OBJECTIVES: To determine if there is a relationship between the side of head rotation and the side of joint crack during "diversified" rotatory manipulation of the cervical spine.
DESIGN: Randomized experimental study.
SETTING: Macquarie University, Centre for Chiropractic, Summer Hill, New South Wales.
SUBJECTS: Fifty asymptomatic subjects were recruited from the students and staff of the above college.
INTERVENTION: Single, unilateral "diversified," high velocity, low amplitude, rotatory thrust technique.
MAIN OUTCOME MEASURES: Joint crack sound wave analysis of digital audio tape (DAT) recordings, taken from two skin mounted microphones positioned on either side of the cervical spine.
RESULTS: All 50 subjects exhibited at least one audible joint crack sound during manipulation. Forty-seven subjects (94%) exhibited cracking on the ipsilateral side to head rotation (95% confidence interval, 83.5% to 98.7%). One subject exhibited joint cracking on the contralateral side only, while two subjects exhibited bilateral joint crack sounds. There was a statistically significant lower rate of exclusively ipsilateral joint cracking in subjects with a history of neck trauma (80% vs. 100%, p = .023).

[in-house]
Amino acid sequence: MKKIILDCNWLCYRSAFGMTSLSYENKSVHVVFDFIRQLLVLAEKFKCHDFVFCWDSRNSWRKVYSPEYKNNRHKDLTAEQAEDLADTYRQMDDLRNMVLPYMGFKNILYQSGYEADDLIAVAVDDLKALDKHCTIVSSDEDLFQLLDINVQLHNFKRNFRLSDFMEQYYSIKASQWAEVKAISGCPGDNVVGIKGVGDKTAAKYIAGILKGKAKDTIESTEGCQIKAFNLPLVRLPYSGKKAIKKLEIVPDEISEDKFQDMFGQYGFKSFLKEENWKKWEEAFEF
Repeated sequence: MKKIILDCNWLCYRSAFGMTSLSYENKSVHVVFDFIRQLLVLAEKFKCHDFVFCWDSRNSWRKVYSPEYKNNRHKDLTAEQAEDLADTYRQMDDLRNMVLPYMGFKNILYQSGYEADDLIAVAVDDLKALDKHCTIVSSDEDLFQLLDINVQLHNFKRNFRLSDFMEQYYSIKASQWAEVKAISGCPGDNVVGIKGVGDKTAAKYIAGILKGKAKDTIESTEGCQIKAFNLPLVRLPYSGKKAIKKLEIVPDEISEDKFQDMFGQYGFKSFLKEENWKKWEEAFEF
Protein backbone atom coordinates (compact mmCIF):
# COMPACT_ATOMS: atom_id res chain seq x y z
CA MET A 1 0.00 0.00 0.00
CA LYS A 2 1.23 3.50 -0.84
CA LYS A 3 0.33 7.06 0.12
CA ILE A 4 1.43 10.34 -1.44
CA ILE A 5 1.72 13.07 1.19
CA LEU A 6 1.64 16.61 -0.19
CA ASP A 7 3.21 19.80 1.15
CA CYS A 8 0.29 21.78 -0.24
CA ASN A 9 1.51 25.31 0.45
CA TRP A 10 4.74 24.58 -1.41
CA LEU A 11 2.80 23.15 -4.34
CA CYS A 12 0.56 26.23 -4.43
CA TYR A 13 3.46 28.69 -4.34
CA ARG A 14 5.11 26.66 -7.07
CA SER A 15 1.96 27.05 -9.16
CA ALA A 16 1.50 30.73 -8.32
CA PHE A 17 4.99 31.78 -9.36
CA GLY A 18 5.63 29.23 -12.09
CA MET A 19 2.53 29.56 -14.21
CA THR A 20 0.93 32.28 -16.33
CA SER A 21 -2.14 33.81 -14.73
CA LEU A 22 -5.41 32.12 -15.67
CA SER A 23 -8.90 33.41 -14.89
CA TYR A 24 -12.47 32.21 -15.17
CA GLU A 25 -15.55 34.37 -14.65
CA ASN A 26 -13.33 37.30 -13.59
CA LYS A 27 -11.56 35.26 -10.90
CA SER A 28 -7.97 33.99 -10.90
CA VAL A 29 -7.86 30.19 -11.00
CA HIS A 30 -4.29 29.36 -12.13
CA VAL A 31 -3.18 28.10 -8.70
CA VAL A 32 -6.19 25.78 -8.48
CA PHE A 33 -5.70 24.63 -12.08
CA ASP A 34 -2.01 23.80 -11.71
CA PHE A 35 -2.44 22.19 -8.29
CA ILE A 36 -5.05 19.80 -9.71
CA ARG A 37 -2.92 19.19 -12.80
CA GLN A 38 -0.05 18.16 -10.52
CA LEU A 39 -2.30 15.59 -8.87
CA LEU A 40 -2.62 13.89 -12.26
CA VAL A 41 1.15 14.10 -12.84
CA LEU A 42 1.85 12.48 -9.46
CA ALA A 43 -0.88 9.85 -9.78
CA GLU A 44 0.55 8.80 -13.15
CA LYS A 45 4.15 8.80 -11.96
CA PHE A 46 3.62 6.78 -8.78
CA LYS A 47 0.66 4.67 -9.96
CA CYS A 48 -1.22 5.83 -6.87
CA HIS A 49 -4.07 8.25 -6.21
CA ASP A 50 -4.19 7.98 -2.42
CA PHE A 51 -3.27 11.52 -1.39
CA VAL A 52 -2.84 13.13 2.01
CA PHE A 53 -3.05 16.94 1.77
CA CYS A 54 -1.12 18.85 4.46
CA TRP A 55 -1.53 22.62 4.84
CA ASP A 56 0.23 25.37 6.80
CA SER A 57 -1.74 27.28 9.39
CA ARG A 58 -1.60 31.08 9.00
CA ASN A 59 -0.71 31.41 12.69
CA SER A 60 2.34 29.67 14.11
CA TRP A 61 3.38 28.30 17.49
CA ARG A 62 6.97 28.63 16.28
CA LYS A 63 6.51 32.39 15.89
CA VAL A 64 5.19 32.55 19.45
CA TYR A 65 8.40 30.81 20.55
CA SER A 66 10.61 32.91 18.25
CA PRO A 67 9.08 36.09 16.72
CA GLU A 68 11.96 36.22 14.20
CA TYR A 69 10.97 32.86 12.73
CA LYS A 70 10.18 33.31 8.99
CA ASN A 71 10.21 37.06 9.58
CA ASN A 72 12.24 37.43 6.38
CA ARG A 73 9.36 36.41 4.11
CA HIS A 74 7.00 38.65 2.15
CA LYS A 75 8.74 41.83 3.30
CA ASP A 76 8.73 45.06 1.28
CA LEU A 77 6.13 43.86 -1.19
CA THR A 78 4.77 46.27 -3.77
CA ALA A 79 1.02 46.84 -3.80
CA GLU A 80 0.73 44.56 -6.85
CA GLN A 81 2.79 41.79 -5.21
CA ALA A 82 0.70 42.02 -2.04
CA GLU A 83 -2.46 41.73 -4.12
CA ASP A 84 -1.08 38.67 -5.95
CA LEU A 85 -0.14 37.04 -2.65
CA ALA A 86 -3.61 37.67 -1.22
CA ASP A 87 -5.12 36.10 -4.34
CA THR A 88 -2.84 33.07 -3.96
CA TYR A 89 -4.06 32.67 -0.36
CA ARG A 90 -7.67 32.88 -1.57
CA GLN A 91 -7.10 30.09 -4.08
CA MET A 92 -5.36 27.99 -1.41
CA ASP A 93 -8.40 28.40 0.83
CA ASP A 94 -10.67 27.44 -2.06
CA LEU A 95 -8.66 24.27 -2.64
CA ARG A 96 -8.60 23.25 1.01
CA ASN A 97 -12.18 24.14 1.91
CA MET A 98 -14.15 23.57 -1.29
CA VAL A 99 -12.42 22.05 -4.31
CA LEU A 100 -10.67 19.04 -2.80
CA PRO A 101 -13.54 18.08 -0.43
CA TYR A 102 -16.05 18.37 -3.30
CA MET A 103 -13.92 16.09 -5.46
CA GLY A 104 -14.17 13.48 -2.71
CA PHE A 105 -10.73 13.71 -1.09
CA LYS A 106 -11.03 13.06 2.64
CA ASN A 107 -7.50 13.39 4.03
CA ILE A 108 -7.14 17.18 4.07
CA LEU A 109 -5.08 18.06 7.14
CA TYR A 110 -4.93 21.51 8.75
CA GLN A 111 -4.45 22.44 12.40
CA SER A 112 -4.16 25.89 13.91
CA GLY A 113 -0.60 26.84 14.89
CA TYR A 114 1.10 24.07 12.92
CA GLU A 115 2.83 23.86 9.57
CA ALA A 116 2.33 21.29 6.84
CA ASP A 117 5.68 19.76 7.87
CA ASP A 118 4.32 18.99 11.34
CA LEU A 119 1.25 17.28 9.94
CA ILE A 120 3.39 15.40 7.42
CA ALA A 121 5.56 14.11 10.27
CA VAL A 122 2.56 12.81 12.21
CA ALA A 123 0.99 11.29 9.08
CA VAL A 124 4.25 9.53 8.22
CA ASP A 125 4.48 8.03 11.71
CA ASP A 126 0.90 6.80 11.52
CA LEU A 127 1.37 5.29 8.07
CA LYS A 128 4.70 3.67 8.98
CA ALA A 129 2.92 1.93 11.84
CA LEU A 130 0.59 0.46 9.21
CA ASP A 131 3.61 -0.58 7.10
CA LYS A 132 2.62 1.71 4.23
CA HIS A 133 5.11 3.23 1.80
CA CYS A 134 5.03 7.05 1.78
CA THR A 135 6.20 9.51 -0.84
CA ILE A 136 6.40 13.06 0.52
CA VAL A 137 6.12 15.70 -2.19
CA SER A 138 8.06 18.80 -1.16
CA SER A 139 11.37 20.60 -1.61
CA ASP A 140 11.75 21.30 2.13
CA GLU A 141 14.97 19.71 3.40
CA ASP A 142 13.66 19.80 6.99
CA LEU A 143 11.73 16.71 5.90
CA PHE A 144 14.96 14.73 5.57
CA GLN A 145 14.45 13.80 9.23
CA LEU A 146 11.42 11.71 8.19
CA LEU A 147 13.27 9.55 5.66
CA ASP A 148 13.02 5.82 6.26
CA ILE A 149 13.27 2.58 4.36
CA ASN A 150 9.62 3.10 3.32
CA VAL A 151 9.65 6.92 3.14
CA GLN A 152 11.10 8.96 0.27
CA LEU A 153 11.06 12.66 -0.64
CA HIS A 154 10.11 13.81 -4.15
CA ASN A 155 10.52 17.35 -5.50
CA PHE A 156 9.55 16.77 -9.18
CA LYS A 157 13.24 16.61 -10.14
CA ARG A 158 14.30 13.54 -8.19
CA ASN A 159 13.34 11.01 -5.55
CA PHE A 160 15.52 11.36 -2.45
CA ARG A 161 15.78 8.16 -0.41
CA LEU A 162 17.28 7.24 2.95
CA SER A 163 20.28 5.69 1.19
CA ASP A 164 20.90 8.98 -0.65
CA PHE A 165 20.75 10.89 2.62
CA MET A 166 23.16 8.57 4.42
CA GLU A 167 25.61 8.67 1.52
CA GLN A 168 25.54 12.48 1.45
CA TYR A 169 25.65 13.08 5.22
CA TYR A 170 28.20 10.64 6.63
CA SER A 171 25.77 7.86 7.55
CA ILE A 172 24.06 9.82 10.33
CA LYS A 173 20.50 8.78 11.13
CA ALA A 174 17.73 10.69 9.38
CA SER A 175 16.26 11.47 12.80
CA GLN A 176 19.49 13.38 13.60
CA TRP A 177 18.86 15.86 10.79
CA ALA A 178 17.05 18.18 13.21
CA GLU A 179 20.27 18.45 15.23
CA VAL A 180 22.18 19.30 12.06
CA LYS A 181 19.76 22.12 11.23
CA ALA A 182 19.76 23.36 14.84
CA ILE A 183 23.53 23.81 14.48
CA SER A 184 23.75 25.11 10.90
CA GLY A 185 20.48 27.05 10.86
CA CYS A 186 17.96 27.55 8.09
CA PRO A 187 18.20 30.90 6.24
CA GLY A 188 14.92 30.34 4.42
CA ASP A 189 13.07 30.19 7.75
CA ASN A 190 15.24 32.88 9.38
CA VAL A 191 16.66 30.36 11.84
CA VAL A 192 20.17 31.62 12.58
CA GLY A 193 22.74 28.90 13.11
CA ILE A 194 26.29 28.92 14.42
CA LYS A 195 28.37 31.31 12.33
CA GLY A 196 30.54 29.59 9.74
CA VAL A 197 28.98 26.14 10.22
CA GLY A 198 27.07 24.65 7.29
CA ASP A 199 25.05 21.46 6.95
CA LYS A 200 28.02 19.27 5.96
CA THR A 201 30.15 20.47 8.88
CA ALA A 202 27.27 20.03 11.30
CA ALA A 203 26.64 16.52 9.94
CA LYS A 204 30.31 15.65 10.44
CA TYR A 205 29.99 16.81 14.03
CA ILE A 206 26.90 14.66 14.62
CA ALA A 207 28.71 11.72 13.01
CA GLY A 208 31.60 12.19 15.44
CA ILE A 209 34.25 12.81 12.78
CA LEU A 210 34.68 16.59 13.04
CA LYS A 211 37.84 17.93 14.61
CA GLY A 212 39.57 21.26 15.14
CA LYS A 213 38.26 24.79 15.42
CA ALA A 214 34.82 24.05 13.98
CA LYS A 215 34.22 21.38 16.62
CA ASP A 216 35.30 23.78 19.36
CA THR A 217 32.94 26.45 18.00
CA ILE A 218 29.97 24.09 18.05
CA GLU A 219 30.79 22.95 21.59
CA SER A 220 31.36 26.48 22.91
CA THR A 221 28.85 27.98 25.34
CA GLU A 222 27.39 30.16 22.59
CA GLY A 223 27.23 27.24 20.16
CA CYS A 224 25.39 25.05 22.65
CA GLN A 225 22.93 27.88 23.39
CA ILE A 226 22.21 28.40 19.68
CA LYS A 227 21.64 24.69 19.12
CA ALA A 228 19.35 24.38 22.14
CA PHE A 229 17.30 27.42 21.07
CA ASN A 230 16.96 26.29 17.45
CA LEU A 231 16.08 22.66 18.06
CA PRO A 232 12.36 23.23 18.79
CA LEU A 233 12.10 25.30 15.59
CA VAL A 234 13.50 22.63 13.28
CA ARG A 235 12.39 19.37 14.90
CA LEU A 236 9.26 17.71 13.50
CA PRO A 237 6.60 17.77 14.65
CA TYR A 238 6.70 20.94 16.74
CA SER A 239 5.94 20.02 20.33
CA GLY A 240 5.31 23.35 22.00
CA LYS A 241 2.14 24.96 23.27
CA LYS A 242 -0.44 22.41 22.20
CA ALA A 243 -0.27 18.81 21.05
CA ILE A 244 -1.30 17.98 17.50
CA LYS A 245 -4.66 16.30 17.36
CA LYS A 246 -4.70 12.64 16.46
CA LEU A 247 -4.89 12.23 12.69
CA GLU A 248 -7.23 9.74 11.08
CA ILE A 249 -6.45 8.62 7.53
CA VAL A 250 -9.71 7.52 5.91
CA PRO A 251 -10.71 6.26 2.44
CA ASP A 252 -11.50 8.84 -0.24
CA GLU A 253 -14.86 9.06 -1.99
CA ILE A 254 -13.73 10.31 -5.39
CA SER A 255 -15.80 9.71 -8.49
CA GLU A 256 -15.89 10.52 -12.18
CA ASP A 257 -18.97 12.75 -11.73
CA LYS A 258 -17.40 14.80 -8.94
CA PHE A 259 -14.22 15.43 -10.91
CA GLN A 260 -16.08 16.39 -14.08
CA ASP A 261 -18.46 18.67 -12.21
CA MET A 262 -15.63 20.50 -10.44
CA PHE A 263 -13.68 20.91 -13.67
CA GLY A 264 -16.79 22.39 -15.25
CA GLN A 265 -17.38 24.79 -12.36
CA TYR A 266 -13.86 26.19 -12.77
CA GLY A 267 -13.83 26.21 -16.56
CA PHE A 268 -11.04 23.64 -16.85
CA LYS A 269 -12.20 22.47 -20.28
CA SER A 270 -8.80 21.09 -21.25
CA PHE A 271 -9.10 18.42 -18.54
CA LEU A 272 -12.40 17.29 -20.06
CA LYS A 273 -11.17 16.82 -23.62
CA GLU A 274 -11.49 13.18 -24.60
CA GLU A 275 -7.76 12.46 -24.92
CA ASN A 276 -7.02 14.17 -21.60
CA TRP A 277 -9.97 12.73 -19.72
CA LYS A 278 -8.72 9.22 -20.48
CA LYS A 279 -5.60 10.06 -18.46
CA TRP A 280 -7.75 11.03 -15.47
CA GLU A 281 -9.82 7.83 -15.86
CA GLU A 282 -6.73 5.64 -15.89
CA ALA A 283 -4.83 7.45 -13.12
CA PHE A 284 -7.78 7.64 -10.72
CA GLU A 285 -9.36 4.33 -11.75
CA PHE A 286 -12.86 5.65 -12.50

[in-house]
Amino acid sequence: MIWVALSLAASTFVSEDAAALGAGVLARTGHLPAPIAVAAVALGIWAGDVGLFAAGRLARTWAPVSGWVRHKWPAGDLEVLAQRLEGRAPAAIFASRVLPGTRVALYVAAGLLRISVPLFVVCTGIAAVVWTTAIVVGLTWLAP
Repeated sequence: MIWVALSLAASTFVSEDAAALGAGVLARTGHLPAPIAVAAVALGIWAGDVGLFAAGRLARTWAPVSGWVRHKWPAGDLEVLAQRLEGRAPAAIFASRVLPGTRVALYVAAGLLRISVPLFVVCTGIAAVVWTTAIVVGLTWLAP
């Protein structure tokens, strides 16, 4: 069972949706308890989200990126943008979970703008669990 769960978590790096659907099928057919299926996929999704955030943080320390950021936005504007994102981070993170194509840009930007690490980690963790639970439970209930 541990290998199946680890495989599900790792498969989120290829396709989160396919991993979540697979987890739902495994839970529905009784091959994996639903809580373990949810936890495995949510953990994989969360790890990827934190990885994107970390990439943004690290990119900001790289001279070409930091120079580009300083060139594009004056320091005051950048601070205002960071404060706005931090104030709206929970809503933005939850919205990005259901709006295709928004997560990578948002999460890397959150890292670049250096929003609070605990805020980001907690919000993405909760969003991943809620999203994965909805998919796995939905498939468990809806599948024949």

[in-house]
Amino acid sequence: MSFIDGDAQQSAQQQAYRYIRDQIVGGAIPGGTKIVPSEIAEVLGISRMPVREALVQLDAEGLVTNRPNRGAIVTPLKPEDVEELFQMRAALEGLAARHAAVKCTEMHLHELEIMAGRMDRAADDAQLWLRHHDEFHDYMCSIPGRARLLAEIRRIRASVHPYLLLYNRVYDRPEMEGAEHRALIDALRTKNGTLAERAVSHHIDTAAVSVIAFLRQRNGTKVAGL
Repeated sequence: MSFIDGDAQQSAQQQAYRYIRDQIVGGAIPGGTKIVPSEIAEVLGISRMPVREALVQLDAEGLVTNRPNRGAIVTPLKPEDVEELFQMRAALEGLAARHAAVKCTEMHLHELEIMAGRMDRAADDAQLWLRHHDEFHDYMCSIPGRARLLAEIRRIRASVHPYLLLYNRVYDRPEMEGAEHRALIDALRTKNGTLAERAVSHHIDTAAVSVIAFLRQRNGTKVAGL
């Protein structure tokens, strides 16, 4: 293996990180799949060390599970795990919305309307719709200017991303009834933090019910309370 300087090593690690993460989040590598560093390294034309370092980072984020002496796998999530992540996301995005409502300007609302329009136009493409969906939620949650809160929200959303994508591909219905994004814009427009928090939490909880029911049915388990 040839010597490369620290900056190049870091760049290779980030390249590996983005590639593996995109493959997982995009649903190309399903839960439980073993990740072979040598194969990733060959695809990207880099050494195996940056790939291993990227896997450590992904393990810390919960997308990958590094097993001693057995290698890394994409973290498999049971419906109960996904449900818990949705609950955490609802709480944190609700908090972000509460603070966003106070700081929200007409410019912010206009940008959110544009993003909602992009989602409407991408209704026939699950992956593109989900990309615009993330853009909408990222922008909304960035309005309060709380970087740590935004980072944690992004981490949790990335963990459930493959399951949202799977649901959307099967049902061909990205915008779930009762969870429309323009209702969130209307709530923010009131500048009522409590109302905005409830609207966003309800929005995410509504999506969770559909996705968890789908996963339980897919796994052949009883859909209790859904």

CONCLUSIONS: This research suggests that during the "diversified" rotatory manipulation of the cervical spine utilized in this study, there is a higher occurrence of the joint crack on the ipsilateral side to head rotation.
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